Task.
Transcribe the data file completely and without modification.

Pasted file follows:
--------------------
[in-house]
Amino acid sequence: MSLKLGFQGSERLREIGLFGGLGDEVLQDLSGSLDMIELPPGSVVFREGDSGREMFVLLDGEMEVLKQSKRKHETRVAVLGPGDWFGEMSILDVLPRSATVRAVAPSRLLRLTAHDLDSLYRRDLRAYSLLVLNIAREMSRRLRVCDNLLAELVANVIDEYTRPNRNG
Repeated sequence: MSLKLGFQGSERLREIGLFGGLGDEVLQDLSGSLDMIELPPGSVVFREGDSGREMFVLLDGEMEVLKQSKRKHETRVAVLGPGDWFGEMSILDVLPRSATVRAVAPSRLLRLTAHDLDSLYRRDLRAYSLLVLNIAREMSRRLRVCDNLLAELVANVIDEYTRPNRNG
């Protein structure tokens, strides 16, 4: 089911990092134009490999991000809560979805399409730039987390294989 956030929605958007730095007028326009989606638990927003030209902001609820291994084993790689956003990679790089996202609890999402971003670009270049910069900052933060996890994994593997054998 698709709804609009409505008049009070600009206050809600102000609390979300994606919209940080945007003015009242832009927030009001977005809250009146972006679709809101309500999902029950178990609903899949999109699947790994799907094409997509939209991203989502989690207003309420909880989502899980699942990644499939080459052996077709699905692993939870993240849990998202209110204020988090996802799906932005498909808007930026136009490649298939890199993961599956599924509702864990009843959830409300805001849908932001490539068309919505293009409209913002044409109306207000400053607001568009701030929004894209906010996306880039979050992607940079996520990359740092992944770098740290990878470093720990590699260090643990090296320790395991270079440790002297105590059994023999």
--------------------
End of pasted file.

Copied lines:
[in-house]
Amino acid sequence: MSLKLGFQGSERLREIGLFGGLGDEVLQDLSGSLDMIELPPGSVVFREGDSGREMFVLLDGEMEVLKQSKRKHETRVAVLGPGDWFGEMSILDVLPRSATVRAVAPSRLLRLTAHDLDSLYRRDLRAYSLLVLNIAREMSRRLRVCDNLLAELVANVIDEYTRPNRNG
Repeated sequence: MSLKLGFQGSERLREIGLFGGLGDEVLQDLSGSLDMIELPPGSVVFREGDSGREMFVLLDGEMEVLKQSKRKHETRVAVLGPGDWFGEMSILDVLPRSATVRAVAPSRLLRLTAHDLDSLYRRDLRAYSLLVLNIAREMSRRLRVCDNLLAELVANVIDEYTRPNRNG
């Protein structure tokens, strides 16, 4: 089911990092134009490999991000809560979805399409730039987390294989 956030929605958007730095007028326009989606638990927003030209902001609820291994084993790689956003990679790089996202609890999402971003670009270049910069900052933060996890994994593997054998 698709709804609009409505008049009070600009206050809600102000609390979300994606919209940080945007003015009242832009927030009001977005809250009146972006679709809101309500999902029950178990609903899949999109699947790994799907094409997509939209991203989502989690207003309420909880989502899980699942990644499939080459052996077709699905692993939870993240849990998202209110204020988090996802799906932005498909808007930026136009490649298939890199993961599956599924509702864990009843959830409300805001849908932001490539068309919505293009409209913002044409109306207000400053607001568009701030929004894209906010996306880039979050992607940079996520990359740092992944770098740290990878470093720990590699260090643990090296320790395991270079440790002297105590059994023999």